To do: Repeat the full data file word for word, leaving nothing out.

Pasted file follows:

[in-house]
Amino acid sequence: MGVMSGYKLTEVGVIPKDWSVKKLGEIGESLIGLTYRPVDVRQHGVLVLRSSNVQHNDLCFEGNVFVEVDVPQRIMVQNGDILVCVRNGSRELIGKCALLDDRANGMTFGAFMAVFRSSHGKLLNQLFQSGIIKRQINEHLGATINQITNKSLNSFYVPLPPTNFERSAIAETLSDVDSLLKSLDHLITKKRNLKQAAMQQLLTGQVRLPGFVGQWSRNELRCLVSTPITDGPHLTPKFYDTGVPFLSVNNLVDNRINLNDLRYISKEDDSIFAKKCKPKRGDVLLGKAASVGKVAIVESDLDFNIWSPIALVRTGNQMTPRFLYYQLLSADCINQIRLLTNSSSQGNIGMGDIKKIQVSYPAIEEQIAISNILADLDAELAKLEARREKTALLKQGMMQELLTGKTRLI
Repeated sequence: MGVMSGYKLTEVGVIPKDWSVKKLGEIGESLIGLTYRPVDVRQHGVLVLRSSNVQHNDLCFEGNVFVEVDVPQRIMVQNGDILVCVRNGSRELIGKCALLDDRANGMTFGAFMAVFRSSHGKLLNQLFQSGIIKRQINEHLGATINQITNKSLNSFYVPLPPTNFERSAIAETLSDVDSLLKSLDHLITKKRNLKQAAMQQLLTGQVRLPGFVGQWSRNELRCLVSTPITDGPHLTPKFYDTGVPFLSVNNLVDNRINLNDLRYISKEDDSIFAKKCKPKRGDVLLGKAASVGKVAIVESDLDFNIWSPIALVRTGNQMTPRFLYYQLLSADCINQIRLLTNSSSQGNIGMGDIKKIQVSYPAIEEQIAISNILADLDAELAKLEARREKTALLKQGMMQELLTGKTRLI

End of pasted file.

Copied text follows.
[in-house]
Amino acid sequence: MGVMSGYKLTEVGVIPKDWSVKKLGEIGESLIGLTYRPVDVRQHGVLVLRSSNVQHNDLCFEGNVFVEVDVPQRIMVQNGDILVCVRNGSRELIGKCALLDDRANGMTFGAFMAVFRSSHGKLLNQLFQSGIIKRQINEHLGATINQITNKSLNSFYVPLPPTNFERSAIAETLSDVDSLLKSLDHLITKKRNLKQAAMQQLLTGQVRLPGFVGQWSRNELRCLVSTPITDGPHLTPKFYDTGVPFLSVNNLVDNRINLNDLRYISKEDDSIFAKKCKPKRGDVLLGKAASVGKVAIVESDLDFNIWSPIALVRTGNQMTPRFLYYQLLSADCINQIRLLTNSSSQGNIGMGDIKKIQVSYPAIEEQIAISNILADLDAELAKLEARREKTALLKQGMMQELLTGKTRLI
Repeated sequence: MGVMSGYKLTEVGVIPKDWSVKKLGEIGESLIGLTYRPVDVRQHGVLVLRSSNVQHNDLCFEGNVFVEVDVPQRIMVQNGDILVCVRNGSRELIGKCALLDDRANGMTFGAFMAVFRSSHGKLLNQLFQSGIIKRQINEHLGATINQITNKSLNSFYVPLPPTNFERSAIAETLSDVDSLLKSLDHLITKKRNLKQAAMQQLLTGQVRLPGFVGQWSRNELRCLVSTPITDGPHLTPKFYDTGVPFLSVNNLVDNRINLNDLRYISKEDDSIFAKKCKPKRGDVLLGKAASVGKVAIVESDLDFNIWSPIALVRTGNQMTPRFLYYQLLSADCINQIRLLTNSSSQGNIGMGDIKKIQVSYPAIEEQIAISNILADLDAELAKLEARREKTALLKQGMMQELLTGKTRLI